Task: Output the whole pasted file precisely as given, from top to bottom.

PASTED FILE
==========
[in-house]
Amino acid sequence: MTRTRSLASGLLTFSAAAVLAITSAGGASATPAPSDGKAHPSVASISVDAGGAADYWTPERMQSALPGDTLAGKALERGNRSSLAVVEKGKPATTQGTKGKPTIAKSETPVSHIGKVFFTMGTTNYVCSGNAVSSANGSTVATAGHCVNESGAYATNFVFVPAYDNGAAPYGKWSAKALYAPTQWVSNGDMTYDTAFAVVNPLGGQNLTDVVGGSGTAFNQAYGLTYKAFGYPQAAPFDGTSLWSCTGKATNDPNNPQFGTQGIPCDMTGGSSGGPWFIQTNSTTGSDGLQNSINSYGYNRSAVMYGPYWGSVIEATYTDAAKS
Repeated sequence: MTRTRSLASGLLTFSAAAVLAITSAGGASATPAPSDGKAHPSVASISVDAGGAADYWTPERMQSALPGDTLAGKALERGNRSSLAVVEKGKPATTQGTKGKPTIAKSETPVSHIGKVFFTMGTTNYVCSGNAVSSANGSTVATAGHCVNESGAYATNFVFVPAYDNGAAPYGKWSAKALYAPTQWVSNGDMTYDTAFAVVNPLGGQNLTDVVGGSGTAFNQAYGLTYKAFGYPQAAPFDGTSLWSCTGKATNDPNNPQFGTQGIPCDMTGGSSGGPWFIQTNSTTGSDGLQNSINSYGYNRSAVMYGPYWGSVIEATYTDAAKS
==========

[in-house]
Amino acid sequence: MTRTRSLASGLLTFSAAAVLAITSAGGASATPAPSDGKAHPSVASISVDAGGAADYWTPERMQSALPGDTLAGKALERGNRSSLAVVEKGKPATTQGTKGKPTIAKSETPVSHIGKVFFTMGTTNYVCSGNAVSSANGSTVATAGHCVNESGAYATNFVFVPAYDNGAAPYGKWSAKALYAPTQWVSNGDMTYDTAFAVVNPLGGQNLTDVVGGSGTAFNQAYGLTYKAFGYPQAAPFDGTSLWSCTGKATNDPNNPQFGTQGIPCDMTGGSSGGPWFIQTNSTTGSDGLQNSINSYGYNRSAVMYGPYWGSVIEATYTDAAKS
Repeated sequence: MTRTRSLASGLLTFSAAAVLAITSAGGASATPAPSDGKAHPSVASISVDAGGAADYWTPERMQSALPGDTLAGKALERGNRSSLAVVEKGKPATTQGTKGKPTIAKSETPVSHIGKVFFTMGTTNYVCSGNAVSSANGSTVATAGHCVNESGAYATNFVFVPAYDNGAAPYGKWSAKALYAPTQWVSNGDMTYDTAFAVVNPLGGQNLTDVVGGSGTAFNQAYGLTYKAFGYPQAAPFDGTSLWSCTGKATNDPNNPQFGTQGIPCDMTGGSSGGPWFIQTNSTTGSDGLQNSINSYGYNRSAVMYGPYWGSVIEATYTDAAKS